2009 Events

June/July, September, November (select month of interest)

Lava flow at Oraefsjokull, Iceland

Lava flow at Oraefsjokull, Iceland. By John Stevenson.


June/July 2009

NORDVULK Summer School on Volcano-Ice Interaction

Laugarvatn, Iceland, 30 June - 9 July 2009

The aim of the summer school is to give students in volcanology, glaciology and related fields a solid introduction to the field of volcano-ice interaction on Earth and other planets. Ice-covered volcanoes are found in many parts of the world and during glaciations a large number of the world's volcanoes had extensive ice cover. It has been suggested that a global ice cover existed about 600 Ma ago indicating that volcano-ice interaction may have been the dominant style of volcanism on land. Volcanism in the Polar Regions very often involves interaction with ice and negative impacts on the stability of ice sheets have been proposed. The interaction of magma and ice is therefore important in many areas and plays a significant role in the geological record and on the planet Mars. Awareness of the hazard caused by eruptions interacting with ice is also crucial as they often cause lahars and jökulhlaups, threatening inhabited areas. The summer school is aimed at responding to the needs of this expanding sub-discipline in volcanology and glaciology. It includes a combination of lectures from leading scientists, presentations from participants, field studies and observations. A strong field component will be an integral part of this summer school.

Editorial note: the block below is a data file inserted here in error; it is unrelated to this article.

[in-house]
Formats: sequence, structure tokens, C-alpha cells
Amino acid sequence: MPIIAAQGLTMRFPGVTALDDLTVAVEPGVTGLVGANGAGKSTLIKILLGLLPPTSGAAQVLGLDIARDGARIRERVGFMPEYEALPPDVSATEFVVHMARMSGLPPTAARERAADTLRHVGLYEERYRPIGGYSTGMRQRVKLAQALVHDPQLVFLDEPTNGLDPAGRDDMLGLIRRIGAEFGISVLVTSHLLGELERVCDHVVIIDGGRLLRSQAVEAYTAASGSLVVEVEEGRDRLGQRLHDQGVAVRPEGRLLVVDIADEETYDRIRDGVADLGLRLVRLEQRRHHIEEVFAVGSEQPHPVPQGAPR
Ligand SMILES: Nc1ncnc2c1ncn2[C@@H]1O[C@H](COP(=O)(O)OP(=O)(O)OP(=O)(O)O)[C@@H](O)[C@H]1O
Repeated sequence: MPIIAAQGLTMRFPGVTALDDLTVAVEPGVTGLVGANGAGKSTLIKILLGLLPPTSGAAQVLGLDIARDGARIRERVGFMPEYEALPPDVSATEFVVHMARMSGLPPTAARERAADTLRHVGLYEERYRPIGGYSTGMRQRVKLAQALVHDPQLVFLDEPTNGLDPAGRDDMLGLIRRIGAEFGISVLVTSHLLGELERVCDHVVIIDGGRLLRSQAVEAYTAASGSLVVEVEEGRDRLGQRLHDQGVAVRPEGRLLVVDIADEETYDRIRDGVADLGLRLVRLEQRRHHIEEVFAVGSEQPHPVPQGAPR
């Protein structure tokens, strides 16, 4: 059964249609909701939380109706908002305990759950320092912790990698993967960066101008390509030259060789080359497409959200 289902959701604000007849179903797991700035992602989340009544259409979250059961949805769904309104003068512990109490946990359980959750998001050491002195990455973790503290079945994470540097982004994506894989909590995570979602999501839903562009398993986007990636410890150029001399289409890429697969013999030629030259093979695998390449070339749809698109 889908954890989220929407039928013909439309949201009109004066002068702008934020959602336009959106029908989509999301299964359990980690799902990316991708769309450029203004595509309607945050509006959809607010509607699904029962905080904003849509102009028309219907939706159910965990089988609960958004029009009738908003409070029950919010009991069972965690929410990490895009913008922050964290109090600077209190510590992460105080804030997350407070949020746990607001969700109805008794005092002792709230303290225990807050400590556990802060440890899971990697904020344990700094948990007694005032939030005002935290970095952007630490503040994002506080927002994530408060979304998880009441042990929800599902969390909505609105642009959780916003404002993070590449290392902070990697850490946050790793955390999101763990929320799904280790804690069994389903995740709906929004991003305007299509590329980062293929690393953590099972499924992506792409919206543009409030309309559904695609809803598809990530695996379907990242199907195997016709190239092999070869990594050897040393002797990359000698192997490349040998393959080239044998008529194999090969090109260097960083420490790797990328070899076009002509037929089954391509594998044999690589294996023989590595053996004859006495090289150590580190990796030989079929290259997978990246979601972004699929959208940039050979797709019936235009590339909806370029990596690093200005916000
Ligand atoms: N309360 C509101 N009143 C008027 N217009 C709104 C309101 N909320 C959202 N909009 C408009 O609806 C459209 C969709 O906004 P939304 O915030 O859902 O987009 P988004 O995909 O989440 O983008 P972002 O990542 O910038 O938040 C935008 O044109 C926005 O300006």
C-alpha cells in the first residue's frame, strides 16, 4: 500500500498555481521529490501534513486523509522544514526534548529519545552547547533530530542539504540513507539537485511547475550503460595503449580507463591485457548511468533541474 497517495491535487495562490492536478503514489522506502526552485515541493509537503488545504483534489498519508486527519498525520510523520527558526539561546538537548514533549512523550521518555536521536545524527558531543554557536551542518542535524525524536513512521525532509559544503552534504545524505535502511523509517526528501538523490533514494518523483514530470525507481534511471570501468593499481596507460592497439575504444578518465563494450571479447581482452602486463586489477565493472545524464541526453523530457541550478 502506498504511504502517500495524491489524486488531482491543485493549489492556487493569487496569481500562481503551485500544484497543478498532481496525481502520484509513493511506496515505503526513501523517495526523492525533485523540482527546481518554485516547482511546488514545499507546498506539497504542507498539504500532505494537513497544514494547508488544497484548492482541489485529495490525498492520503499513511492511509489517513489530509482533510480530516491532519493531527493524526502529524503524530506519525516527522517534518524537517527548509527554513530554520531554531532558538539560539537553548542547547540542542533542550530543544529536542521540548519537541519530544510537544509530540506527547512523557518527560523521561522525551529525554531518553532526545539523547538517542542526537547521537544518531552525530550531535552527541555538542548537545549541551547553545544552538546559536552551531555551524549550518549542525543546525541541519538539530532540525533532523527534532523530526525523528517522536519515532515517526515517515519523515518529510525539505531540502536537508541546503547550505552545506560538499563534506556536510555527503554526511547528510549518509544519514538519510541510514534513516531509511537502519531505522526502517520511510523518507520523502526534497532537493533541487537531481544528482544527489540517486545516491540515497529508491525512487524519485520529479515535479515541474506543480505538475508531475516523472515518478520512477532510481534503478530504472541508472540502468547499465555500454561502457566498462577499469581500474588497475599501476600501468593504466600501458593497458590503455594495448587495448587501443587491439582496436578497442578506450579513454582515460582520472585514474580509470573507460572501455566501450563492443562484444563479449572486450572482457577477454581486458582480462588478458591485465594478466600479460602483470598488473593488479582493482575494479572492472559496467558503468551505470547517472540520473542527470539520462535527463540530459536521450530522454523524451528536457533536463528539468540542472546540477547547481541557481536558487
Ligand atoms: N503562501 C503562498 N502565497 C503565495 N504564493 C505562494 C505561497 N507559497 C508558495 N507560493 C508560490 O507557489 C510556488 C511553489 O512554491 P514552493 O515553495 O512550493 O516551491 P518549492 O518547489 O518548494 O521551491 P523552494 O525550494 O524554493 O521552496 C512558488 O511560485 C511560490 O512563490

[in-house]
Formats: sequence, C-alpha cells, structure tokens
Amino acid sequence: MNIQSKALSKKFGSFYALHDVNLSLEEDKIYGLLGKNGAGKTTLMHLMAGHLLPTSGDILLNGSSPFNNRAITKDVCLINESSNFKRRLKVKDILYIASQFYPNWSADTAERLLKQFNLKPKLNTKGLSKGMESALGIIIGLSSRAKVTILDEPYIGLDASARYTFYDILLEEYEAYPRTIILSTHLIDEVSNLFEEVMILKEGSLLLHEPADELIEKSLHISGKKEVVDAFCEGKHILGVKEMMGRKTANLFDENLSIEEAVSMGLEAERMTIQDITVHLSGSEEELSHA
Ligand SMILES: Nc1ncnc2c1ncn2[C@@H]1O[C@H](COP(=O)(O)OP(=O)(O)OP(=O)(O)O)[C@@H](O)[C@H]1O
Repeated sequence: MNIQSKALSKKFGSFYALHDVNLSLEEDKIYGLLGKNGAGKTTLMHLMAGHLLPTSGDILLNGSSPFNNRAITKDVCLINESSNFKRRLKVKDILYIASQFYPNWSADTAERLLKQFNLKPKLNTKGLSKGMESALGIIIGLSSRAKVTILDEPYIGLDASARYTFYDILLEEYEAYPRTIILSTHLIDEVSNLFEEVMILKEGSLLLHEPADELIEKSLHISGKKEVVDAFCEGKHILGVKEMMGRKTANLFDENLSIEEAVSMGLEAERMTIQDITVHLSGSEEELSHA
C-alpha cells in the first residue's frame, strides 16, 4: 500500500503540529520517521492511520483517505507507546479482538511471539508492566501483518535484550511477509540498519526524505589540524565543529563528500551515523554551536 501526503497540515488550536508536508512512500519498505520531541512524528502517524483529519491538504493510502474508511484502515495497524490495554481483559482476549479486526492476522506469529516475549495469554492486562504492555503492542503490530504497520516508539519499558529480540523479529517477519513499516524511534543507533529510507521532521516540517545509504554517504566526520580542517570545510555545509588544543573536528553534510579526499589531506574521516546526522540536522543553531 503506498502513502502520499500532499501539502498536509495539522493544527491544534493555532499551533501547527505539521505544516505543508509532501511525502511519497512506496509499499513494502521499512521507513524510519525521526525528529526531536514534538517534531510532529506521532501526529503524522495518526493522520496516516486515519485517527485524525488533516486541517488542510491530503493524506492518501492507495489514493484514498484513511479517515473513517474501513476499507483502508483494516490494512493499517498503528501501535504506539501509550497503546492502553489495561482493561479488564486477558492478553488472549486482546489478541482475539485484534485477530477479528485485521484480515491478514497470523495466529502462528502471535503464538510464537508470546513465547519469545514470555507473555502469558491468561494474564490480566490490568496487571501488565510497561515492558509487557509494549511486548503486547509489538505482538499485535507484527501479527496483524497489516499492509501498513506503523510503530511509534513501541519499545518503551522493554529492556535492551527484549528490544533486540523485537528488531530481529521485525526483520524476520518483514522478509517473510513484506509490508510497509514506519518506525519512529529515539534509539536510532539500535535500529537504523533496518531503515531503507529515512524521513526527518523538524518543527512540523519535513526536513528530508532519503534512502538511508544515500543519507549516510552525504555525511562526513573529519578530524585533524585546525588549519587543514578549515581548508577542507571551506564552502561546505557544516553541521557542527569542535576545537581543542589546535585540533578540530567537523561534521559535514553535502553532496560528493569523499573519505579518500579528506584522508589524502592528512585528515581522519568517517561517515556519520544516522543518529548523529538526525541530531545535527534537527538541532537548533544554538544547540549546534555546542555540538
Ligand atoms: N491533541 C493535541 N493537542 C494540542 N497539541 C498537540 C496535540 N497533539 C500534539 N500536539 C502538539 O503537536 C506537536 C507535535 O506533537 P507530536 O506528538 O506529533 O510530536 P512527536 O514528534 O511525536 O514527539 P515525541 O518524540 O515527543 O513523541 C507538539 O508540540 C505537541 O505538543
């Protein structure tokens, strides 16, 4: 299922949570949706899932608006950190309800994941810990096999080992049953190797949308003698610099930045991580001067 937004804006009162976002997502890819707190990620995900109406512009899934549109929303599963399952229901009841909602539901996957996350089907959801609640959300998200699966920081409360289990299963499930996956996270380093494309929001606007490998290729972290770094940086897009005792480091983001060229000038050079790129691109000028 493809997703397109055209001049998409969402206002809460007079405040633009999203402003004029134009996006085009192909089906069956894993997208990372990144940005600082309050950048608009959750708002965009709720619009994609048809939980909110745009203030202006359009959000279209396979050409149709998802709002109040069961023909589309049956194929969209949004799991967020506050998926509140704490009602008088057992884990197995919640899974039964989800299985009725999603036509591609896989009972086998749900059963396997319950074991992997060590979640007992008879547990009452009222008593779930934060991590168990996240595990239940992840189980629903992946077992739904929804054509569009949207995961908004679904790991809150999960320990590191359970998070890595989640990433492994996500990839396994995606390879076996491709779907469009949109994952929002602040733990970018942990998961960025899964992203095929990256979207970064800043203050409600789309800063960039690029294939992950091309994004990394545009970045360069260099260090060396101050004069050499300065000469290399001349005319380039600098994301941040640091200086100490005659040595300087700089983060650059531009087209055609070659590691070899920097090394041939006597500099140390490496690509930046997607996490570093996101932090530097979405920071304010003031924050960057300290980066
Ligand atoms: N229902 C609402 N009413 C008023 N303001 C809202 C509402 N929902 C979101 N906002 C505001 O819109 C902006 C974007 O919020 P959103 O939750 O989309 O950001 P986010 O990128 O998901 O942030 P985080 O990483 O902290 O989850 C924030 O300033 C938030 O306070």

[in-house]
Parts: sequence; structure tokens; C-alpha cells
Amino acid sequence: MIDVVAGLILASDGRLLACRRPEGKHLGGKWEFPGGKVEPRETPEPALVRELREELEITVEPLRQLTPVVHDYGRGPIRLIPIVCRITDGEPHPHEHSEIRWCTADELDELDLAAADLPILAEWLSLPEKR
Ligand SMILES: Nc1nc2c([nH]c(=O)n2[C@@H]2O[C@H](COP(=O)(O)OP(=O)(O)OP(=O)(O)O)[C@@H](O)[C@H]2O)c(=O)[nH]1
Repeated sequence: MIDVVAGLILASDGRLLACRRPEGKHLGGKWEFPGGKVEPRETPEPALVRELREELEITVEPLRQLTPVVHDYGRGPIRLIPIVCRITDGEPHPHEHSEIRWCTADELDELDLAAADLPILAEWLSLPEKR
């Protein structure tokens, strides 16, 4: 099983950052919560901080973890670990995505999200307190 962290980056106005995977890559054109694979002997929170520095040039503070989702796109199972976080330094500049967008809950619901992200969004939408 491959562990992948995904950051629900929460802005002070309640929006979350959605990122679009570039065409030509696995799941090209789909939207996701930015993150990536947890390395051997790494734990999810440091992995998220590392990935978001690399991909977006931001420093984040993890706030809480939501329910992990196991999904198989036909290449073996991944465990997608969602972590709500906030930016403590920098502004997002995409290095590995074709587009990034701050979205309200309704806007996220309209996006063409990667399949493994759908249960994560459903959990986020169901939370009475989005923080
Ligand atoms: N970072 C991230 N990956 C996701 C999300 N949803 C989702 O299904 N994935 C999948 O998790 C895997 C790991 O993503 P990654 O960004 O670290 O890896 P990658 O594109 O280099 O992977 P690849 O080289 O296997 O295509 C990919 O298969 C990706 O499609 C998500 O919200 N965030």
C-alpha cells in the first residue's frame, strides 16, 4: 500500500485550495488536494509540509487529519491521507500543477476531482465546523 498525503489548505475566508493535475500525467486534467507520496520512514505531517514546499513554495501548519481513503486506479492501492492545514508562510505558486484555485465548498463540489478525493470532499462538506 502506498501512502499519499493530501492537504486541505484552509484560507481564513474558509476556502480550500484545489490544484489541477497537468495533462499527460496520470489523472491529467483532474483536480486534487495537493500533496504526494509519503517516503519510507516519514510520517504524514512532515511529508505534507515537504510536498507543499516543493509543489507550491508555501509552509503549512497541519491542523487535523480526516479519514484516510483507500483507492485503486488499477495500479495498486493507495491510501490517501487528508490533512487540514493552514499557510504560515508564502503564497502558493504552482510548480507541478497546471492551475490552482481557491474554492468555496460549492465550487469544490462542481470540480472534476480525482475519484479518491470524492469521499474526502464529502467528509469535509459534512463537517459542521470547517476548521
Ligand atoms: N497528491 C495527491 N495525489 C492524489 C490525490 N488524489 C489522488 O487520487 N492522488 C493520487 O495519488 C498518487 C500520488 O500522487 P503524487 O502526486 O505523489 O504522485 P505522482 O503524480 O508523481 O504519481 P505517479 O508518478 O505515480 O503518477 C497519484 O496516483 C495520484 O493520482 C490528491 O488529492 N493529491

Topics to be addressed:

• Physics of volcano-ice interaction
• Physics of volcano-ice interaction
• Lithofacies of subglacial basalts and rhyolites
• Landforms of volcano-ice interaction
• Glacier response to volcanic eruptions
• Physical volcanology of volcano-ice interaction
• Applications of geochemical and isotopic techniques to subglacial eruption environments
• Subglacial hydrology, jökulhlaups and lahars
• Volcano-ice interaction hazards
• Volcano-ice interaction on Mars and other planetary bodies